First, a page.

Physical tickets are a thing of the past. Best case scenario, you get something for the wallet app on your phone but it's much more likely to be a PDF attached to an email with a QR code that only gets printed by older people because they're the only ones with printers.

Having covid brain means I can't concentrate on anything that needs any kind of clever. A book? Maybe The Da Vinci Code. TV shows? Brooklyn 99 is about as smart as I can manage. Writing? The last few days it's taken me hours. I type some keywords, have a rest, then fill in all the other words you apparently need to make the keywords make sense. And then I realise I have gone off on a tangent.

Ticket stubs. I looked through all the stubs I have, and here are ten of my favourites:

  • ATP vs The Fans, Minehead, 18th-20th May 2007. The most remarkable festival I have ever attended. The likes of Mogwai, Yo La Tengo, Patti Smith, Shellac, Battles, Edan, Echo and the Bunnymen and more over a few stages. Price: £120.

  • David Bowie, Wembley Arena, London, 25th November 2003. It's rare to be in the presence of someone widely regarded to be a deity. The setlist opened with Rebel Rebel, and closed with Ziggy Stardust and cost just £46.

  • Glastonbury 27th-29th June 2003. My first of three times at Glastonbury. I went to the stargreen ticket shop in soho 2 weeks before the festival and paid £105. Absolutely unrecognisable compared to the circus of going to Glastonbury now.

  • New York Rangers vs New Jersey Devils, Madison Square Garden, New York, 30th March 2009. I wasn't quite ready for how much better hockey is in person than on TV. Far easier to follow, huge atmosphere, and great seats just a few rows from the ice. Price: $200.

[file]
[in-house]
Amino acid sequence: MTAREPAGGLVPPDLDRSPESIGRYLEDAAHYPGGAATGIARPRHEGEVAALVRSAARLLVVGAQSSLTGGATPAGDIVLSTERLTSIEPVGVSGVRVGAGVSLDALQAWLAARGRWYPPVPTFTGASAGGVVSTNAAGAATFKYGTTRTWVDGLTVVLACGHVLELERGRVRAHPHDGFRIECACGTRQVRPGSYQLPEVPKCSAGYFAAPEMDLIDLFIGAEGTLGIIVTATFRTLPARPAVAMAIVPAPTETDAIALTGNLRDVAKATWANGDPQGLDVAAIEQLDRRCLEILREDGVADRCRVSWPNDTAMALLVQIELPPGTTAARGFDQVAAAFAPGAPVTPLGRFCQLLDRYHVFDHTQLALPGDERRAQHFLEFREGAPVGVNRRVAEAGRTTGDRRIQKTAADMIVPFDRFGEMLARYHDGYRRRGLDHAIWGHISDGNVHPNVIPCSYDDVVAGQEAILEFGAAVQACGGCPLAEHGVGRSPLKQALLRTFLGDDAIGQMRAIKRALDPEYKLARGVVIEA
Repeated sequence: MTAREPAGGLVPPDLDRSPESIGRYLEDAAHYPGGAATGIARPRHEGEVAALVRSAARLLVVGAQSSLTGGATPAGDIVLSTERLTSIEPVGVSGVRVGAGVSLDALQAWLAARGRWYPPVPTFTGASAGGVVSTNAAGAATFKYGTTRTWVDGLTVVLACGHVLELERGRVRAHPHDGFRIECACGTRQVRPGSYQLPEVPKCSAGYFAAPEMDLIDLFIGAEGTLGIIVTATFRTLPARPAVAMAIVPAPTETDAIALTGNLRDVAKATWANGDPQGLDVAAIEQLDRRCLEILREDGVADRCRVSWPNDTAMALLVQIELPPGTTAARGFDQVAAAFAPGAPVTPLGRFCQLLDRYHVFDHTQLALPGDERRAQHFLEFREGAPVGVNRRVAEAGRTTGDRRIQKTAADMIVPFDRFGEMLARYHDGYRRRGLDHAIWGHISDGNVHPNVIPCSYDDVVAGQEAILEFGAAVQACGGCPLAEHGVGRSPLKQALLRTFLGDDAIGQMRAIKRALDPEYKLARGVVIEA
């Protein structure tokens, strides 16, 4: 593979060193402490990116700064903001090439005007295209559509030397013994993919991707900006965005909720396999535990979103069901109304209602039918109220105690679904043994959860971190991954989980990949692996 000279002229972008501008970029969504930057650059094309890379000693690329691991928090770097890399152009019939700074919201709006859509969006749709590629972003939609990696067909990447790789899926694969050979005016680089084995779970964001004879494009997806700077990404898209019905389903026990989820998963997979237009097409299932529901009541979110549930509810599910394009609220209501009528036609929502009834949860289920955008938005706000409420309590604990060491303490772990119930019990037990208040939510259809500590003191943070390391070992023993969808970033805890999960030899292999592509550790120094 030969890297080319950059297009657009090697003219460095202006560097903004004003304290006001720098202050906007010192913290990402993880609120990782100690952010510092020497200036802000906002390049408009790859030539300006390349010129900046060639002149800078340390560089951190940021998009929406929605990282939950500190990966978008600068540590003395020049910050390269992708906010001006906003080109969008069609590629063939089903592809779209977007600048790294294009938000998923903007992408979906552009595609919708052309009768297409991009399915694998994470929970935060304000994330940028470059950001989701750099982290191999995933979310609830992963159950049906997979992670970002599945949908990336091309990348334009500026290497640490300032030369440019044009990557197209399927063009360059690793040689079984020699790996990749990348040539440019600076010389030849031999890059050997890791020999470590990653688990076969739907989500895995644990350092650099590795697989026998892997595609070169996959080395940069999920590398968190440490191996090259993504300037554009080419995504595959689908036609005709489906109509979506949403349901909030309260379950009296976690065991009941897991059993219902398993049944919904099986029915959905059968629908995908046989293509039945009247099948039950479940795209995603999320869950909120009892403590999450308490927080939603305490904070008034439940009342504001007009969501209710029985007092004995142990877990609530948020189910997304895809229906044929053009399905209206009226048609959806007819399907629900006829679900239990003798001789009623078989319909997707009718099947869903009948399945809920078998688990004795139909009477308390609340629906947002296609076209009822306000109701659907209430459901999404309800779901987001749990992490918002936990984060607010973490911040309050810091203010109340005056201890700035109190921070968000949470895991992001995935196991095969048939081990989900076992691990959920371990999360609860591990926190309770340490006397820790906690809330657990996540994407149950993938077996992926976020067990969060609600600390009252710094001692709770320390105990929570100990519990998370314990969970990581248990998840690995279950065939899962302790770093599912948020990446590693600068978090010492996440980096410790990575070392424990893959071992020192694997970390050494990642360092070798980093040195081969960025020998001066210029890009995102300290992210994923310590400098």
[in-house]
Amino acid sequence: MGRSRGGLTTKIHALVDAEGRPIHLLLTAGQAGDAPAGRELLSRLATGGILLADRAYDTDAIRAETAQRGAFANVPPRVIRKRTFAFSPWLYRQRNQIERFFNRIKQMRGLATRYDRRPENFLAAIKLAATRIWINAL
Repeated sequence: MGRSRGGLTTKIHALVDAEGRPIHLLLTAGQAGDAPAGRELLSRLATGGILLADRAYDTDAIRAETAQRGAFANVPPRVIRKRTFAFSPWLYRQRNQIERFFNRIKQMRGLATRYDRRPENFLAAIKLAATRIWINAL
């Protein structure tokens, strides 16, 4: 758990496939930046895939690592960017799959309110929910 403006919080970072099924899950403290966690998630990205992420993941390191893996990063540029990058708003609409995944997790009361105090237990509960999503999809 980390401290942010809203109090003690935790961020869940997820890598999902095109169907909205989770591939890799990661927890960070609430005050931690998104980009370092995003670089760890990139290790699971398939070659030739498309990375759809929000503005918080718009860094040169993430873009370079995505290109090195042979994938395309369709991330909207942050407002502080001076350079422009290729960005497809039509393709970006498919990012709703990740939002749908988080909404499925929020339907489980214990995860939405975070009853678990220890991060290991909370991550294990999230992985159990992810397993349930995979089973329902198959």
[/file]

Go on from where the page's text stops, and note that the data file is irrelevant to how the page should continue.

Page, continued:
• The Mars Volta, The Electric Ballroom, London, 9th July 2003. The most raw and high-energy show I ever attended. Something changed in my brain during those 90 minutes. Price: £12.

  • Les Claypool, Eagles Club, Milwaukee, 13th June 2006. My first of the 21 Les Claypool shows I have seen so far. I was absolutely bursting with excitement for this, because at that time Les Claypool never toured Europe. I travelled to Chigaco alone and met people I knew from the Primus message board there. Somehow I got complementatry tickets but the next night in Chicago cost $25.

  • Bonnaroo, Tennessee, 16th-18th June 2006. Following the Les Claypool shows in Milwaukee and Chicago, it was on to the Bonnaroo festival with a big group of people I met on the internet. I'm not sure how I was that bold. My only small complaint: Being told by Americans for three days straight that Bonnaroo is the biggest festival in the world when it had barely half the attendance of Glastonbury. $185 and 110°F.

  • Ozzfest, Milton Keynes, 26th May 2001. My first festival and a metal-head's dream. The original Black Sabbath line up along with Slipknot, Tool, and a litanry of far less brag-worthy of-the-time bands. £32.50.

  • Live 8, Hyde Park, London, 2nd July 2005. An endless, torturous day of bands all in order to see Pink Floyd with Roger Waters. Free. Or maybe Priceless.

  • Tool, Brixton Academy, London, 12th June 2001. Absolutely perfect. A setlist I have recreated as a playlist. The kind of show that makes you wonder why you'd ever listen to anything else. £14.